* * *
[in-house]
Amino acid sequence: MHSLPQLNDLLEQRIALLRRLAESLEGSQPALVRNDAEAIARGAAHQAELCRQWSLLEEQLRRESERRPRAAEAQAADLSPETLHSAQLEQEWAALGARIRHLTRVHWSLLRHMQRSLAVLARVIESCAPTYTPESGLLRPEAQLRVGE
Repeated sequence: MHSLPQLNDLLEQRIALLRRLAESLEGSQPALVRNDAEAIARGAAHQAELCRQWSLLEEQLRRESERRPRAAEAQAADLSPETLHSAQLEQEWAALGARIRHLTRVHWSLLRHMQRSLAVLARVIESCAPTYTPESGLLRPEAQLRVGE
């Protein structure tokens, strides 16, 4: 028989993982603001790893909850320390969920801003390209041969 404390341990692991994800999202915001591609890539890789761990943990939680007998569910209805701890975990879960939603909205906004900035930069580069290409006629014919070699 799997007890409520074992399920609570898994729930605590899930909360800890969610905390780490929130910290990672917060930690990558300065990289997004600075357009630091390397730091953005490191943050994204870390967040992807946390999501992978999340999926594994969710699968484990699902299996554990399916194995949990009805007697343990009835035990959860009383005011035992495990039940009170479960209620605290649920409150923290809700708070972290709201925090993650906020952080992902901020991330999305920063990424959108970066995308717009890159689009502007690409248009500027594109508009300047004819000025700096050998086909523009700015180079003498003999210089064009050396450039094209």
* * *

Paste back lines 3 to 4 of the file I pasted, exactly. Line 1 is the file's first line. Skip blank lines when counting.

Repeated sequence: MHSLPQLNDLLEQRIALLRRLAESLEGSQPALVRNDAEAIARGAAHQAELCRQWSLLEEQLRRESERRPRAAEAQAADLSPETLHSAQLEQEWAALGARIRHLTRVHWSLLRHMQRSLAVLARVIESCAPTYTPESGLLRPEAQLRVGE
């Protein structure tokens, strides 16, 4: 028989993982603001790893909850320390969920801003390209041969 404390341990692991994800999202915001591609890539890789761990943990939680007998569910209805701890975990879960939603909205906004900035930069580069290409006629014919070699 799997007890409520074992399920609570898994729930605590899930909360800890969610905390780490929130910290990672917060930690990558300065990289997004600075357009630091390397730091953005490191943050994204870390967040992807946390999501992978999340999926594994969710699968484990699902299996554990399916194995949990009805007697343990009835035990959860009383005011035992495990039940009170479960209620605290649920409150923290809700708070972290709201925090993650906020952080992902901020991330999305920063990424959108970066995308717009890159689009502007690409248009500027594109508009300047004819000025700096050998086909523009700015180079003498003999210089064009050396450039094209």